Trusts are a hot topic right now, especially with the likelihood of an increase in the trustee tax rate after the election, recent changes to trust disclosure rules, and Inland Revenue seeking input on an updated Taxation of Trusts Interpretation Statement. Let’s break it down in simpler terms.The Trusts Act 2019 brought about some significant changes. It made trust administration more onerous and upped the ante on trustee duties. Before this, trust administration was largely governed by statute law and some principles borrowed from English case law. For a trust to exist, you need identifiable beneficiaries, trust property, and the intention to create a trust. While a written trust deed isn’t a must, it’s usually a good idea for clarity. There are three key players in a trust: the settlor(s) who transfer assets, the trustee(s) who make decisions, and the beneficiary(ies) who receive distributions. Why set up a trust? Well, you can ring-fence assets for specific purposes, protect them from creditors, deal with relationship property matters, secure long-term assets, or engage in charitable giving. Despite the likely increase in the trustee tax rate, trusts will likely still be effective for their original purposes. Now, trustee obligations come in two flavors. Mandatory duties apply to all trustees and can’t be skipped, while default duties can be tweaked in the trust deed. Trustees have always been bound by the principle of good faith to beneficiaries. The mandatory duties involve knowing and acting in line with the trust terms, being honest and acting for the benefit of beneficiaries, and exercising powers properly. Trustees also need to maintain core documents and provide certain trust information to beneficiaries, with some conditions. As for trust taxes, there’s talk of a possible increase to 39%, but that’s not set in stone yet. The Taxation (Annual Rates for 2023-24, Multinational Tax, and Remedial Matters) Bill suggests the increase, but it’s on hold for now. Inland Revenue is also updating its Taxation of Trusts Interpretation Statement. The draft covers updated definitions, who qualifies as a “settlor,” trustee roles, income and distributions, and trust compliance. If you have a trust, what should you do? Well, trusts still make sense for many folks despite the potential tax hike. The decision on whether to keep assets in a trust or consider another structure isn’t always straightforward. It depends on your goals and situation. Given all the changes, it’s a good idea to get advice to make sure your trusts are doing what they should and meeting their obligations under the Trusts Act. If you need help, talk to your friendly sidekick.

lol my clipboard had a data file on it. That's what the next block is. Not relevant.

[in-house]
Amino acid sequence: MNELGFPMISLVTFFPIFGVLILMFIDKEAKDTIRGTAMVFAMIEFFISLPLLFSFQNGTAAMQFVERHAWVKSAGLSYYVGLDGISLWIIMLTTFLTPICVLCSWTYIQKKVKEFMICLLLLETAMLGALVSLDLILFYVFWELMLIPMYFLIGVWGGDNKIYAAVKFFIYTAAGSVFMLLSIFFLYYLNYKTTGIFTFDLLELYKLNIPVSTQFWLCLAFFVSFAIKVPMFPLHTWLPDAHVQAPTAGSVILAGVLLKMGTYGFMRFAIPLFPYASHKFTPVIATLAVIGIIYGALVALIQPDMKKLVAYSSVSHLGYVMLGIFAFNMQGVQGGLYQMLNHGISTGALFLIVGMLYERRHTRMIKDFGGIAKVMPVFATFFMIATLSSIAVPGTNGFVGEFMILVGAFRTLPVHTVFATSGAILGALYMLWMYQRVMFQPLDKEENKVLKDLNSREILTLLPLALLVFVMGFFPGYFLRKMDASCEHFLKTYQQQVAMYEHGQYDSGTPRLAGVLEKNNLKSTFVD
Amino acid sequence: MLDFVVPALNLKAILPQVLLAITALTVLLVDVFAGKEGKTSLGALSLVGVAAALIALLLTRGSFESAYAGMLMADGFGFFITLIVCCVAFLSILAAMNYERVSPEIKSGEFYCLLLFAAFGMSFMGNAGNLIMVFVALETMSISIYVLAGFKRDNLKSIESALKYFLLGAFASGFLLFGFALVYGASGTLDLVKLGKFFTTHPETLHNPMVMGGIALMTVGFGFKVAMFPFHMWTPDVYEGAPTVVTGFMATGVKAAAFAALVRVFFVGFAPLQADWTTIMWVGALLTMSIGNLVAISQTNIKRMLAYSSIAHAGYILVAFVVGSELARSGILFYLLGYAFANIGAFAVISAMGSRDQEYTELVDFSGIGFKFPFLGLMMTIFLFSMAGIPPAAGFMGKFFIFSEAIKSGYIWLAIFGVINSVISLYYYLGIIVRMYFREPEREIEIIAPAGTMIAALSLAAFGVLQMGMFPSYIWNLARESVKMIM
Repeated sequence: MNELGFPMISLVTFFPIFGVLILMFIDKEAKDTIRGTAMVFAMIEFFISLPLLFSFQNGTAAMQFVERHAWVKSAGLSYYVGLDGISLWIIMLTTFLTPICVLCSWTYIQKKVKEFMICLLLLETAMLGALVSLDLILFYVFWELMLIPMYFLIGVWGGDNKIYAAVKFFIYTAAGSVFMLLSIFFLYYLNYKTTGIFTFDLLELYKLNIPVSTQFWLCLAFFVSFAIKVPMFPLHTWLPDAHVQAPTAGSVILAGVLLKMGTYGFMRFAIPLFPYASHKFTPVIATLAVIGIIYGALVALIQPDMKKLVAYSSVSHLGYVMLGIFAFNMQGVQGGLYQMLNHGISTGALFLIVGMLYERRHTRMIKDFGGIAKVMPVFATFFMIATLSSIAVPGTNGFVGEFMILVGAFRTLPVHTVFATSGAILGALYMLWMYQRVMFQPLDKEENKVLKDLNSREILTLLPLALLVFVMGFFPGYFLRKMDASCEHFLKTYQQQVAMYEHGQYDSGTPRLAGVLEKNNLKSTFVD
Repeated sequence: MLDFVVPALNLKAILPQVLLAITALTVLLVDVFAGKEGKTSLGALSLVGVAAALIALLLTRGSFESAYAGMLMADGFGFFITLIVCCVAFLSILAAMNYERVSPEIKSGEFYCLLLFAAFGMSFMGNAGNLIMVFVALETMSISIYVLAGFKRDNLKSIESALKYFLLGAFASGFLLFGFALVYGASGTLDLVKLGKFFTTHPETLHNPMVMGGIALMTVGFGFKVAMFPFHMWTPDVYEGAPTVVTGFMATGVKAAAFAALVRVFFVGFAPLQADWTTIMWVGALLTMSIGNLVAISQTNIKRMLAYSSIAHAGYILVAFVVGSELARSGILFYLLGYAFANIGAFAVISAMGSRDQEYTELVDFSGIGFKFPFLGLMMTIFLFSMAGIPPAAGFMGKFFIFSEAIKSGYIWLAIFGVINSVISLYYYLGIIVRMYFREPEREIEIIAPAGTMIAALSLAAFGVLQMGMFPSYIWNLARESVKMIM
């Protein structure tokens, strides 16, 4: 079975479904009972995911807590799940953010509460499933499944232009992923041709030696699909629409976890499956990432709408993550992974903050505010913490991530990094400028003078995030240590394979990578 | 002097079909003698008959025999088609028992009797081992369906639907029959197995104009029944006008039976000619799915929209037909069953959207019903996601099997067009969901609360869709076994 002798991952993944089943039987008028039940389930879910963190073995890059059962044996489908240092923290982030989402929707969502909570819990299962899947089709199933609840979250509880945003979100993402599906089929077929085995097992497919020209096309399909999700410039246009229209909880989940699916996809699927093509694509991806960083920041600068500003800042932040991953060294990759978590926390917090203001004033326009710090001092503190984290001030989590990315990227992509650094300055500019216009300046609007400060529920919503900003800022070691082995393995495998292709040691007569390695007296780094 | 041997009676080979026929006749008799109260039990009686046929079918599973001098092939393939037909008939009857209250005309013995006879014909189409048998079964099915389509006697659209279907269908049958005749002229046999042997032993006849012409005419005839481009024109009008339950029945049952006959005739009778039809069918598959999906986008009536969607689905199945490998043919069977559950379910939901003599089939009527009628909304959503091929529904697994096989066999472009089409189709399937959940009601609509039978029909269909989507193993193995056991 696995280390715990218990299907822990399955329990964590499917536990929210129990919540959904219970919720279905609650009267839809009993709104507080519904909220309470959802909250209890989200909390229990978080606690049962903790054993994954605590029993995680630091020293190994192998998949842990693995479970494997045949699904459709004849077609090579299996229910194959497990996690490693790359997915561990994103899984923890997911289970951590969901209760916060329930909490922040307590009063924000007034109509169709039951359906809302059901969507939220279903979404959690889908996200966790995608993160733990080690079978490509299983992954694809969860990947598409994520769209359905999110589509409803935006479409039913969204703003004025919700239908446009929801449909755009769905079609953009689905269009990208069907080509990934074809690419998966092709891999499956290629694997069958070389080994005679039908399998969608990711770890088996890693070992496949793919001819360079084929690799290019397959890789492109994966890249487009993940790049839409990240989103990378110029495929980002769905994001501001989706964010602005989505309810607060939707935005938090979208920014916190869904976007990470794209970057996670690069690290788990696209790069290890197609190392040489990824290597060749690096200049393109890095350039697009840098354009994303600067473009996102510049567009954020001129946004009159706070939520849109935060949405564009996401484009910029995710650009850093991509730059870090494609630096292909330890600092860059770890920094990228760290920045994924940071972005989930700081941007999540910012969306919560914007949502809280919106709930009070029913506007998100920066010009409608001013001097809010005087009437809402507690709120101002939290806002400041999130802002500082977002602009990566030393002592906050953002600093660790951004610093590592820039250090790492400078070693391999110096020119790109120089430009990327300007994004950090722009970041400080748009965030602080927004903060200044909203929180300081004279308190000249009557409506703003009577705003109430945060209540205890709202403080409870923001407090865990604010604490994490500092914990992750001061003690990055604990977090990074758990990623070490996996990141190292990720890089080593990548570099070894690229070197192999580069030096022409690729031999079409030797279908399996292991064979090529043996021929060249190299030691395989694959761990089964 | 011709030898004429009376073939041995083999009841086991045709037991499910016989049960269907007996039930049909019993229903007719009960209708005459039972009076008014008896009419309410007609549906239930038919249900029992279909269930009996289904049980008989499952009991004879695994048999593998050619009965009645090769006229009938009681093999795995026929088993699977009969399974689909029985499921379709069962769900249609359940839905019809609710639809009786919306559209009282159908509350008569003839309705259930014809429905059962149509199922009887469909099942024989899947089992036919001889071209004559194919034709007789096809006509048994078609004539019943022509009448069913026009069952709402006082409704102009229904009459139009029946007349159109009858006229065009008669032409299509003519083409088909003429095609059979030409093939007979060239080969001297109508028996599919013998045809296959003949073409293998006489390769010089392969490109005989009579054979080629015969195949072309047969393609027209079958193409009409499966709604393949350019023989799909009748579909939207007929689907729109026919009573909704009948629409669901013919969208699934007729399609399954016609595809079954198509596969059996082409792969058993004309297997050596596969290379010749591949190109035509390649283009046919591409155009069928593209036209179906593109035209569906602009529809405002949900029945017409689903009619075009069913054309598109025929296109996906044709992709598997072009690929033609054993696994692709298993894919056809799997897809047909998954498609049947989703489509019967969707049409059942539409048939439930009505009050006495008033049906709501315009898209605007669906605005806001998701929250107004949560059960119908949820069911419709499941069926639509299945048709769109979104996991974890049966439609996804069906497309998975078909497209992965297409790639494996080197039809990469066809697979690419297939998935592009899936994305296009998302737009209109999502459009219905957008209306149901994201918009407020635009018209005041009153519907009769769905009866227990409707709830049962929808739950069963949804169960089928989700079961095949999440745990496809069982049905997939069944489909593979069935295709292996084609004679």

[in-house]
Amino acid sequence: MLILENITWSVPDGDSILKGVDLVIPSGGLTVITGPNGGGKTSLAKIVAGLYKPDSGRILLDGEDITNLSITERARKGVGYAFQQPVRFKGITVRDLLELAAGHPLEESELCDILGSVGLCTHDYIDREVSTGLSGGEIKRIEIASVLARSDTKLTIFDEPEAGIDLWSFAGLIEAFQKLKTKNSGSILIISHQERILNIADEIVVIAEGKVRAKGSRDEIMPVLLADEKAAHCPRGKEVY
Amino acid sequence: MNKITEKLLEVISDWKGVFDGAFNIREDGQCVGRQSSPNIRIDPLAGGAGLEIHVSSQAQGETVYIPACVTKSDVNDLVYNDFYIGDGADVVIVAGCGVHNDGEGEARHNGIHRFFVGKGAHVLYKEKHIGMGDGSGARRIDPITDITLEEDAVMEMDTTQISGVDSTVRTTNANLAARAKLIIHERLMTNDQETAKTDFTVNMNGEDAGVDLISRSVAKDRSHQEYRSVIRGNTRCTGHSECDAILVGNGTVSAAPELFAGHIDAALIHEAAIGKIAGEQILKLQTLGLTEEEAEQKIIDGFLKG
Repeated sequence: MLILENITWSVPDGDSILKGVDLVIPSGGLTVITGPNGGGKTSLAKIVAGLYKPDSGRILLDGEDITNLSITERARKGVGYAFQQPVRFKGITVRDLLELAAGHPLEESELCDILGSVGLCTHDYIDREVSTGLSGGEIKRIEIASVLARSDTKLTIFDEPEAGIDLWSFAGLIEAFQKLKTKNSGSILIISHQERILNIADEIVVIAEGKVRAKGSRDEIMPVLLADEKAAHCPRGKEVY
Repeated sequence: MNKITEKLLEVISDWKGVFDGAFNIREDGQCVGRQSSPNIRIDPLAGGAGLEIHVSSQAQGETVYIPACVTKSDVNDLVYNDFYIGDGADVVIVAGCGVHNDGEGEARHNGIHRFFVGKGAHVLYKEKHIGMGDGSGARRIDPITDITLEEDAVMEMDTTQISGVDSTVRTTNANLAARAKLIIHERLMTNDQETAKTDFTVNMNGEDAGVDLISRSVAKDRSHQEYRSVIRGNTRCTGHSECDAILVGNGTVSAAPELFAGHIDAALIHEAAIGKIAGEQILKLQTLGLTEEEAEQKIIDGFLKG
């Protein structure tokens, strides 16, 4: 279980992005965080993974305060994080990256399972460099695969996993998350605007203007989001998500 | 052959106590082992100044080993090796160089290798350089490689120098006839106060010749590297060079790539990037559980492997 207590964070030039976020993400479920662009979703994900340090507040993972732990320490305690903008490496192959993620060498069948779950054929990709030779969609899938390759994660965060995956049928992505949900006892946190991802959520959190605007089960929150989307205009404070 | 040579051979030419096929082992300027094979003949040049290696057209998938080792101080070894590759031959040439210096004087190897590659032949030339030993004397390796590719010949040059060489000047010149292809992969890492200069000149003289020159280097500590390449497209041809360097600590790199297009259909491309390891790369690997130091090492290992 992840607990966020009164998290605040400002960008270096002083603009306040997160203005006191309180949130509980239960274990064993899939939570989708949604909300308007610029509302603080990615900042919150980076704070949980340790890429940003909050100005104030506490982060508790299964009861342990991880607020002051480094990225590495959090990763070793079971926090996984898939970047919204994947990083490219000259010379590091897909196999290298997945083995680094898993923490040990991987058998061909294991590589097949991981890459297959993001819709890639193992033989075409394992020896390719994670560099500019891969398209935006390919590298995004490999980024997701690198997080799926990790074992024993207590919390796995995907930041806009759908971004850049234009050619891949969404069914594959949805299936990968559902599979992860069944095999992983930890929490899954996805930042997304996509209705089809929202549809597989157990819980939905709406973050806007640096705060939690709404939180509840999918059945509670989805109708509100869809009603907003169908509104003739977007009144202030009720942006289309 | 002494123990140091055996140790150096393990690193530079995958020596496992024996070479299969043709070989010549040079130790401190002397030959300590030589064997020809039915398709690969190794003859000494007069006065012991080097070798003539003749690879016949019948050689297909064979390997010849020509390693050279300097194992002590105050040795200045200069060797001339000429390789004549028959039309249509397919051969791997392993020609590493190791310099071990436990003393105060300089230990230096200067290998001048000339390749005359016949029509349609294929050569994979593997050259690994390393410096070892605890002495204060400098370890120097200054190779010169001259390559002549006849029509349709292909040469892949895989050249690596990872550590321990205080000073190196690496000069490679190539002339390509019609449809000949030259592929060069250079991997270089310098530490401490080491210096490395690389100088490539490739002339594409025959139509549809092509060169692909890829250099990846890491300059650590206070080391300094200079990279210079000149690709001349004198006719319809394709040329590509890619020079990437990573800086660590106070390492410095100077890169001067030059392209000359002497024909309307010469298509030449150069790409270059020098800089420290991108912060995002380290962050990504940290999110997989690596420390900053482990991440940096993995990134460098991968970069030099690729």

Changes to Trusts
December 4th, 2023|